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The Village of Briercrest

Box 25
Briercrest, SK
S0H0K0

Phone: 1-306-799-2066
Fax: 1-306-799-2067

Email:
villageofbriercrest@sasktel.net

History

The VIllage

The site of the present village was purchased by the CNR in 1911 about the time the railway line was constructed. Many business buildings and homes were built by 1911. At the time of incorporation as a village in April of 1912, there were over 100 persons residing in the village.

The name Briercrest was given to the first post office that was located on the farm of Captain Charles Jaques in 1902. Mrs. Jaques had chosen the name after the wild roses growing on a ridge nearby and agreed to the use of the name for the village.

Today, almost 100 years later the village remains part of an active community with businesses and community organizations serving the area. About 125 residents currently live in the village.

The village is located about 45 km southeast of Moose Jaw and about 80 km southwest of Regina, Saskatchewan. It is serviced by Highway #339 and a short-line railroad operated by Southern Rails Co-operative.

Brier Rose Cultural Centre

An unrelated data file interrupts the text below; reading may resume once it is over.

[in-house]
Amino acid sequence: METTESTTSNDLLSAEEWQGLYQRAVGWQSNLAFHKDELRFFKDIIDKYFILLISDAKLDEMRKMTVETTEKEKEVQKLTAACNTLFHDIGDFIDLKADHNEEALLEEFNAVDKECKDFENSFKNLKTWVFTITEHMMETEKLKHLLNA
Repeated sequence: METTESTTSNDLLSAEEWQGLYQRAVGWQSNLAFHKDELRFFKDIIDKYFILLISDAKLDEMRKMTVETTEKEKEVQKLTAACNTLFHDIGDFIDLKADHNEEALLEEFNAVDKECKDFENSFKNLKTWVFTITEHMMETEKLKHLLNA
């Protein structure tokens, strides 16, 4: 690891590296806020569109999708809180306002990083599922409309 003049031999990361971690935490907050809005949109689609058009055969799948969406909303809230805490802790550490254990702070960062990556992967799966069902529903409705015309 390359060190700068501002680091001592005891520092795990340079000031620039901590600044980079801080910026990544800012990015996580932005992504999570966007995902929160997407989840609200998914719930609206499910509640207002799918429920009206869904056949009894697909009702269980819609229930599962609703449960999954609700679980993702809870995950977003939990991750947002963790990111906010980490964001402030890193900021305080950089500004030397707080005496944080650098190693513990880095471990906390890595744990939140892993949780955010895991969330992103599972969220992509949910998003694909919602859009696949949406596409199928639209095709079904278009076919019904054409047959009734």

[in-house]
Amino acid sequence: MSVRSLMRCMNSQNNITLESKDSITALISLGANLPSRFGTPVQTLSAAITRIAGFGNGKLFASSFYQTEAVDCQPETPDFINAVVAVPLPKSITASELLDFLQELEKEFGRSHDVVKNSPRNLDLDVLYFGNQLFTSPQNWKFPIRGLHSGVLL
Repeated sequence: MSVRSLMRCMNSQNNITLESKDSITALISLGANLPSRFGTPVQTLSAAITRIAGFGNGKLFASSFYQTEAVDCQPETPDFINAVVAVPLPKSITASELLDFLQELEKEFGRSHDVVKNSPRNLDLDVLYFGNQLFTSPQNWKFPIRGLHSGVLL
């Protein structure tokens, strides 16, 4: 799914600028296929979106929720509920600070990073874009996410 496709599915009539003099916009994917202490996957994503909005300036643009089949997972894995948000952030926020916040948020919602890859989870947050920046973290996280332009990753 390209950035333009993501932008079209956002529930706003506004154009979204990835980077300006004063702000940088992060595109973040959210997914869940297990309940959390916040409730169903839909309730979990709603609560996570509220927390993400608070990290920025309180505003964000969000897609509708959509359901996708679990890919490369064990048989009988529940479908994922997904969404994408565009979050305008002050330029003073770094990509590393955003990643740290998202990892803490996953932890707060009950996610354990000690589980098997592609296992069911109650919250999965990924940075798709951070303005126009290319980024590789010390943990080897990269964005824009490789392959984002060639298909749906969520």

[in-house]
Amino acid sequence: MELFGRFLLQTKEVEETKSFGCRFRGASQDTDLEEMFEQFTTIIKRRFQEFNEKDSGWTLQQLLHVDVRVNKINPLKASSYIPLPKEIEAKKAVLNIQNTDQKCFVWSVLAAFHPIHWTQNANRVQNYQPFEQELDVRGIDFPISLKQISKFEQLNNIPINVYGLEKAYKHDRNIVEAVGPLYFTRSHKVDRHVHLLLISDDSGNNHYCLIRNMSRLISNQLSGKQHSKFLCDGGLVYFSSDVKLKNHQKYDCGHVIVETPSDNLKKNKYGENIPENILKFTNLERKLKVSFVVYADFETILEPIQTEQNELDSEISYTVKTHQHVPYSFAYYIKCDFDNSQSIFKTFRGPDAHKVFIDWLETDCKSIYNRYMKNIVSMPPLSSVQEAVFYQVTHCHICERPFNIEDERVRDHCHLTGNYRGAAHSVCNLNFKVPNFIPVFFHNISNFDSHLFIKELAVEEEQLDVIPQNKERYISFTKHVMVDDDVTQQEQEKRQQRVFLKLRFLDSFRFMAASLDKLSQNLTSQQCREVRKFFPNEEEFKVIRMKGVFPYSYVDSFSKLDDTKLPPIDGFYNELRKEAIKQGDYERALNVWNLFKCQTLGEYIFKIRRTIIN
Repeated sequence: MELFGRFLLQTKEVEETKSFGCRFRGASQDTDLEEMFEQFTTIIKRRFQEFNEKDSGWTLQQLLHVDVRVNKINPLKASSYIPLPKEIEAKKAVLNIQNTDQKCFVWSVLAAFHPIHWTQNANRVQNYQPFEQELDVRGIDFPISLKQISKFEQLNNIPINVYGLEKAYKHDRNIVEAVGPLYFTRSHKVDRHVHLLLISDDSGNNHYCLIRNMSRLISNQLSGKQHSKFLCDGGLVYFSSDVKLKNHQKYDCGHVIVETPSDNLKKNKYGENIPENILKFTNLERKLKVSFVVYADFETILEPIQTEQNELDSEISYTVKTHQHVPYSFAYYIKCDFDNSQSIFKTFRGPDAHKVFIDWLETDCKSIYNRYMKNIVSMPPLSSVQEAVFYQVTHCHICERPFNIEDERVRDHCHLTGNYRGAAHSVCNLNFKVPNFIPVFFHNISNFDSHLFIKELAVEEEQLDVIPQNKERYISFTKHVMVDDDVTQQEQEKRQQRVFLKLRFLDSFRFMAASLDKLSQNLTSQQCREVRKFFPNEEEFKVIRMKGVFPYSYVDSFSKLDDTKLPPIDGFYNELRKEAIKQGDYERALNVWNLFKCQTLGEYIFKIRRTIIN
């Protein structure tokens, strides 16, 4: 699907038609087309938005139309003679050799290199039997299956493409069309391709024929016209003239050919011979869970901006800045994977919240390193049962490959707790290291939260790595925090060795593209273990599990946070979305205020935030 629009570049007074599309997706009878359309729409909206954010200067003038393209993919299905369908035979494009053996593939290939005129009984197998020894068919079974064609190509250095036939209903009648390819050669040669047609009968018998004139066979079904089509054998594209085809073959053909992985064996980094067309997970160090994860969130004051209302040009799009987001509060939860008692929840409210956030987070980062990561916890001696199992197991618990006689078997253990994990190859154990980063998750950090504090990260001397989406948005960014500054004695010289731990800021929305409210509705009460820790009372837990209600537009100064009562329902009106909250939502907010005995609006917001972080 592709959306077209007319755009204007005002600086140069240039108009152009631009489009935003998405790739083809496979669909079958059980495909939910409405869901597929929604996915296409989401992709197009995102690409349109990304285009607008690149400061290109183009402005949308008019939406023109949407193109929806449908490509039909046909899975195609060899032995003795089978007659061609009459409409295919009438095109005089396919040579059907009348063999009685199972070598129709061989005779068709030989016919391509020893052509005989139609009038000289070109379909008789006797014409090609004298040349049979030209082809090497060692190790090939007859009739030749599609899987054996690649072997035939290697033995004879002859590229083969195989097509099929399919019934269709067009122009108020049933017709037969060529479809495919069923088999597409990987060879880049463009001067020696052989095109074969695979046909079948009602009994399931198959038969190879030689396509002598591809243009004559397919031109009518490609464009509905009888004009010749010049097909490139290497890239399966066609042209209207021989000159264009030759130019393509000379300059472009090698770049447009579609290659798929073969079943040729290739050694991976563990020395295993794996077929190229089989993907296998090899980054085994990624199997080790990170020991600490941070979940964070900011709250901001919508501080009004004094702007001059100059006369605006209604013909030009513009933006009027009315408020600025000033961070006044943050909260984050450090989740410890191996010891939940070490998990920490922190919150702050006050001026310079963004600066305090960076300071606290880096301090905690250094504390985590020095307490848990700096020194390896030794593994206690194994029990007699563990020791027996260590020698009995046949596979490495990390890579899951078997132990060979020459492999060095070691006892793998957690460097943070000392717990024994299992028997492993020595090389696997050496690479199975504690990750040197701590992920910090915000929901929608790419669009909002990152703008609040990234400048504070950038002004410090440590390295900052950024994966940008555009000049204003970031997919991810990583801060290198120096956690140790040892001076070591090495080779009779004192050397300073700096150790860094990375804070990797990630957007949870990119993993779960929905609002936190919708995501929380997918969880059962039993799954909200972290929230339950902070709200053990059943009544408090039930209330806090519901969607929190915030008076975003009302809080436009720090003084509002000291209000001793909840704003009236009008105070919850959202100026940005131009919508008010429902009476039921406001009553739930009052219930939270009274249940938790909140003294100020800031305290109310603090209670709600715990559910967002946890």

Dedicated to Edna Jaques

Edna Jaques was born to a Great Lakes captain in Collingwood, Ontario, on January 17th 1891. At the age of eleven she moved with her family to Saskatchewan to homestead. The family farm became the nucleus of the community of Briercrest. Her mother ran the first post office from their farm and, inspired by the crest of the hills covered in brier roses, named the post office Briercrest.

Edna's poetic bent was evident as soon as she learned to write and she was constantly jotting down rhymes on scraps of paper. Her first published work appeared in the Moose Jaw Times when she was thirteen years of age. A year later, she sent a selection of her poems to evangelist Billy Sunday who set them to music and sang them at revival meetings. In her early twenties in Calgary, she wrote the war poem that was to bring her widespread recognition. Later, printed on a card along with the Belgian National Anthem, the poem was sold throughout the United States at 10¢ a copy and raised one million dollars for war relief. It was later read at the unveiling of the Tomb of the Unknown Soldier in Washington, D.C.

Edna's first lecturing engagement occurred in 1929 when the president of the Canadian Club in Moose Jaw asked her to make an after dinner speech. She subsequently found herself in such demand as a public speaker that she travelled extensively across Canada.

She wrote some 3,000 poems and published several poetry collections during her lifetime.

The Peachey House

The "Peachey House" at 305 Railway Ave, Briercrest, built by Alex Boan on his farm, was later purchased by Bruce Jaques (brother of Edna) and moved to his farm. Eventually, it was moved to its present location beside the home of Captain and "Maw" Jaques (parents of Edna) by Alex Boan for his family dwelling. The last resident in the home was Emma Peachey who moved there in 1969.

In the early 1930's, Edna Jaques was living with her parents and used to regularly drop in to visit Alex and Dorothy Boan in this house.